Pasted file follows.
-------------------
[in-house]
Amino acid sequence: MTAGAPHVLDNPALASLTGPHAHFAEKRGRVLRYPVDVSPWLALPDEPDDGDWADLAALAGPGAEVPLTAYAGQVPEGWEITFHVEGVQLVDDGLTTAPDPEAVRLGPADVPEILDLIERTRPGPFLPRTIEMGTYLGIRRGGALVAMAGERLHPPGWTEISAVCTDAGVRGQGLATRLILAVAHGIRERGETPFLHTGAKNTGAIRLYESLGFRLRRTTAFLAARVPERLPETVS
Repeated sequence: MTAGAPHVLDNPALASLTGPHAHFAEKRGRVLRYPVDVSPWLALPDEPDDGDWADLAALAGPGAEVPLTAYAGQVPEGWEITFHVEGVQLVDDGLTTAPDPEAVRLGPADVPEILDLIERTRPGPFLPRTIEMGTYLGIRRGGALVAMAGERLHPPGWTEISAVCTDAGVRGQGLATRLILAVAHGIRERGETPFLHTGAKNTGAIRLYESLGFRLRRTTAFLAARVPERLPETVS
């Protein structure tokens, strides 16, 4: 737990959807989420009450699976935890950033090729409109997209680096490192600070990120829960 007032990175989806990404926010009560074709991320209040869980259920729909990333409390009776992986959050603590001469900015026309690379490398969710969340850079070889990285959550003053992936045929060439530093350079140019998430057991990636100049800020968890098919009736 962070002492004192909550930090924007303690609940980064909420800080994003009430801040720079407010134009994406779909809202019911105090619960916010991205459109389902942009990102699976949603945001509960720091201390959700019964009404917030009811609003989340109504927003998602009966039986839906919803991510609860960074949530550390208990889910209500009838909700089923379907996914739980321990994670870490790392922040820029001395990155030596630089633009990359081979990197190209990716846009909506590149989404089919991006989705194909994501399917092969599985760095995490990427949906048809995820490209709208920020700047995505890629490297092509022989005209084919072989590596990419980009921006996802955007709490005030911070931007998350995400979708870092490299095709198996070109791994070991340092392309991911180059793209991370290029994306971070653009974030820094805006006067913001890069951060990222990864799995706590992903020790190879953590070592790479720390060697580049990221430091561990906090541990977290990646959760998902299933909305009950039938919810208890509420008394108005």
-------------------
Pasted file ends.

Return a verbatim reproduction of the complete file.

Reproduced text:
[in-house]
Amino acid sequence: MTAGAPHVLDNPALASLTGPHAHFAEKRGRVLRYPVDVSPWLALPDEPDDGDWADLAALAGPGAEVPLTAYAGQVPEGWEITFHVEGVQLVDDGLTTAPDPEAVRLGPADVPEILDLIERTRPGPFLPRTIEMGTYLGIRRGGALVAMAGERLHPPGWTEISAVCTDAGVRGQGLATRLILAVAHGIRERGETPFLHTGAKNTGAIRLYESLGFRLRRTTAFLAARVPERLPETVS
Repeated sequence: MTAGAPHVLDNPALASLTGPHAHFAEKRGRVLRYPVDVSPWLALPDEPDDGDWADLAALAGPGAEVPLTAYAGQVPEGWEITFHVEGVQLVDDGLTTAPDPEAVRLGPADVPEILDLIERTRPGPFLPRTIEMGTYLGIRRGGALVAMAGERLHPPGWTEISAVCTDAGVRGQGLATRLILAVAHGIRERGETPFLHTGAKNTGAIRLYESLGFRLRRTTAFLAARVPERLPETVS
């Protein structure tokens, strides 16, 4: 737990959807989420009450699976935890950033090729409109997209680096490192600070990120829960 007032990175989806990404926010009560074709991320209040869980259920729909990333409390009776992986959050603590001469900015026309690379490398969710969340850079070889990285959550003053992936045929060439530093350079140019998430057991990636100049800020968890098919009736 962070002492004192909550930090924007303690609940980064909420800080994003009430801040720079407010134009994406779909809202019911105090619960916010991205459109389902942009990102699976949603945001509960720091201390959700019964009404917030009811609003989340109504927003998602009966039986839906919803991510609860960074949530550390208990889910209500009838909700089923379907996914739980321990994670870490790392922040820029001395990155030596630089633009990359081979990197190209990716846009909506590149989404089919991006989705194909994501399917092969599985760095995490990427949906048809995820490209709208920020700047995505890629490297092509022989005209084919072989590596990419980009921006996802955007709490005030911070931007998350995400979708870092490299095709198996070109791994070991340092392309991911180059793209991370290029994306971070653009974030820094805006006067913001890069951060990222990864799995706590992903020790190879953590070592790479720390060697580049990221430091561990906090541990977290990646959760998902299933909305009950039938919810208890509420008394108005």